Jai Sen, School of International Development and Globalization Studies, University of Ottawa

In his speech he expressed his certainty about democracy as one of the great ideas of recent years in history, although it is now in danger given some of the changes taking place in the world. He pointed out that there are two relevant aspects that represent a gap in this conference and should be studied:

The historically new phenomenon of climate change and climate refugees. We are seeing the appearance of cities and continents with closed doors, where processes of xenophobia, racism and other forms of discrimination are taking place. He mentioned the examples of the USA and Turkey, and asked the question "what does participatory democracy have to say about those whose doors are being closed in the world?", in the face of which his prognosis is not optimistic. 

The fake news that are generating fear among citizens and that represent strategies of the right wing to counteract democracies and support neo-fascist regimes, in his view.

He concluded by saying that when talking about the right to the city, one must question whether the concept itself does not become exclusive; to this end, he invites us to reflect, to look at ourselves and see how participatory democracy is emerging in the world.


Question and discussion section

The moderator, John Ackerman, introduces two topics for discussion at the table: firstly, the questioning of the concept of democracy and of a concept that seeks to go further in a supposed crisis of democracy: people's power. He asks the question "why don't we move from democracy to people's power?" The second theme deals with public services in cities, given that one of the pressures of neoliberalism is mass privatisation (Chile, Brazil). The question is to what extent public services should be public and free.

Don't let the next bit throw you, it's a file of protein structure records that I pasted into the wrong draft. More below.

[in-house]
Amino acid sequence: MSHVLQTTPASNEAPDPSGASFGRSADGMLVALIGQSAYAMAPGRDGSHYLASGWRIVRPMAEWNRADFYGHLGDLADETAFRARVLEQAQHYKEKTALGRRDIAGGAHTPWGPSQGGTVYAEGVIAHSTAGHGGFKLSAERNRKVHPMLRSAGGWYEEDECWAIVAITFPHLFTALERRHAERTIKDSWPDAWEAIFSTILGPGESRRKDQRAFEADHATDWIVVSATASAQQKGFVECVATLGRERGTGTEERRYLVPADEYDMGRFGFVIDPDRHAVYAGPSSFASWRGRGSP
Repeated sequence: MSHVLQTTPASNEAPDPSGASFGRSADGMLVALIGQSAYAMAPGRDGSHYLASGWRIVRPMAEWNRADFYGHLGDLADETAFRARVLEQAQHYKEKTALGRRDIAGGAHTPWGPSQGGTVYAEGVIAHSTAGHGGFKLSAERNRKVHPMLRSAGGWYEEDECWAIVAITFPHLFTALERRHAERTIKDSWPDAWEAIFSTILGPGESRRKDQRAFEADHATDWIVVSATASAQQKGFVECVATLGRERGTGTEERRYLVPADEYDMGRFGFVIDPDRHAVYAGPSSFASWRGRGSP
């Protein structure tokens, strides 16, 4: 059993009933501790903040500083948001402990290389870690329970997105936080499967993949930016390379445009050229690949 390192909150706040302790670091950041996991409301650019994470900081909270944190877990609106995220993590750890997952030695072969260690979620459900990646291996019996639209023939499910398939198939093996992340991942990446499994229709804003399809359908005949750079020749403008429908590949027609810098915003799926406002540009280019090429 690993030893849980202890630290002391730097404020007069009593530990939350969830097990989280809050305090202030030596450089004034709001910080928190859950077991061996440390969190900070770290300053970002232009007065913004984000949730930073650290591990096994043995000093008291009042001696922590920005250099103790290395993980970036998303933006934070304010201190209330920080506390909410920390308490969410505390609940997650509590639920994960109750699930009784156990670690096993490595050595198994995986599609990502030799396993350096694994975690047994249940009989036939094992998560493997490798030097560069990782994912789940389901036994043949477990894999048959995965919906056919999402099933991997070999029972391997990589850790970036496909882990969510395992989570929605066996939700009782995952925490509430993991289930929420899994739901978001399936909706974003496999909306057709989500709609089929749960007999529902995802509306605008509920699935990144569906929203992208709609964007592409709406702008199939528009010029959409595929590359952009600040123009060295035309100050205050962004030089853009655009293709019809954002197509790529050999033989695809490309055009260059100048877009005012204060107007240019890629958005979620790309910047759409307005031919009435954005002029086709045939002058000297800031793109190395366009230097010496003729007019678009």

On these issues, Anacláudia Rossbach said she did not agree that in cases such as the protests in Chile and Brazil, these protests should be related to services such as public transport, because, she said, it is the segregation of social housing on the outskirts of cities that causes these demonstrations. This framework has not been changed in Latin America, the most unequal continent on the planet. She pointed out that spaces like this congress are very good for dealing with the issue in depth and understanding the roots of things. The speaker also said that one of the most important legacies of this democratic emergence in Latin America is the social movements, mentioning the feminist movement which has never been so widespread and popular. Her intervention highlighted that today we have a combination of the popular movements of the most traditional organizations (1980s and 1990s) and the new collectives, which is a very important foundation for the transition to democratic cities. She concluded by referring to the principle of co-responsibility, which means that the responsibility for change does not lie solely with the mayors, but with everyone as a society.